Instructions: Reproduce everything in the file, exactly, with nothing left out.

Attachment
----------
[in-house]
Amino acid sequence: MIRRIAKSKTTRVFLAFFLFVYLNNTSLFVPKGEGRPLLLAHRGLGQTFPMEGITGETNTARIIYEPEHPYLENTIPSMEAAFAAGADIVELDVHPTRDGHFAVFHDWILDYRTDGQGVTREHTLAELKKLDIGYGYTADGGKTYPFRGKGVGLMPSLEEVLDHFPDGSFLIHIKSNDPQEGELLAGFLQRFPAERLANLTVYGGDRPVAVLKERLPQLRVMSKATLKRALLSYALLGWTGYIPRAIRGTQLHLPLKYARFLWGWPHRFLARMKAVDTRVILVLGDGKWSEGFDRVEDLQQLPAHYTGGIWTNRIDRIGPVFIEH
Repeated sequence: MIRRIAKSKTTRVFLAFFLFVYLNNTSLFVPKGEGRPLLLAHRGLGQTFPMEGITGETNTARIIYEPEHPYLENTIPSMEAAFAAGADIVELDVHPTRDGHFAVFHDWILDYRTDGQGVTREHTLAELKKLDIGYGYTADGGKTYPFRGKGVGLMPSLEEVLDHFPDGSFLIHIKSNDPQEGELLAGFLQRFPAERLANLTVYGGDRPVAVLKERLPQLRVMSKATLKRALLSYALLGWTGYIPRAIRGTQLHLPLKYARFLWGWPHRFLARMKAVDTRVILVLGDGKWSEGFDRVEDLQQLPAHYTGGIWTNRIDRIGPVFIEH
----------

[in-house]
Amino acid sequence: MIRRIAKSKTTRVFLAFFLFVYLNNTSLFVPKGEGRPLLLAHRGLGQTFPMEGITGETNTARIIYEPEHPYLENTIPSMEAAFAAGADIVELDVHPTRDGHFAVFHDWILDYRTDGQGVTREHTLAELKKLDIGYGYTADGGKTYPFRGKGVGLMPSLEEVLDHFPDGSFLIHIKSNDPQEGELLAGFLQRFPAERLANLTVYGGDRPVAVLKERLPQLRVMSKATLKRALLSYALLGWTGYIPRAIRGTQLHLPLKYARFLWGWPHRFLARMKAVDTRVILVLGDGKWSEGFDRVEDLQQLPAHYTGGIWTNRIDRIGPVFIEH
Repeated sequence: MIRRIAKSKTTRVFLAFFLFVYLNNTSLFVPKGEGRPLLLAHRGLGQTFPMEGITGETNTARIIYEPEHPYLENTIPSMEAAFAAGADIVELDVHPTRDGHFAVFHDWILDYRTDGQGVTREHTLAELKKLDIGYGYTADGGKTYPFRGKGVGLMPSLEEVLDHFPDGSFLIHIKSNDPQEGELLAGFLQRFPAERLANLTVYGGDRPVAVLKERLPQLRVMSKATLKRALLSYALLGWTGYIPRAIRGTQLHLPLKYARFLWGWPHRFLARMKAVDTRVILVLGDGKWSEGFDRVEDLQQLPAHYTGGIWTNRIDRIGPVFIEH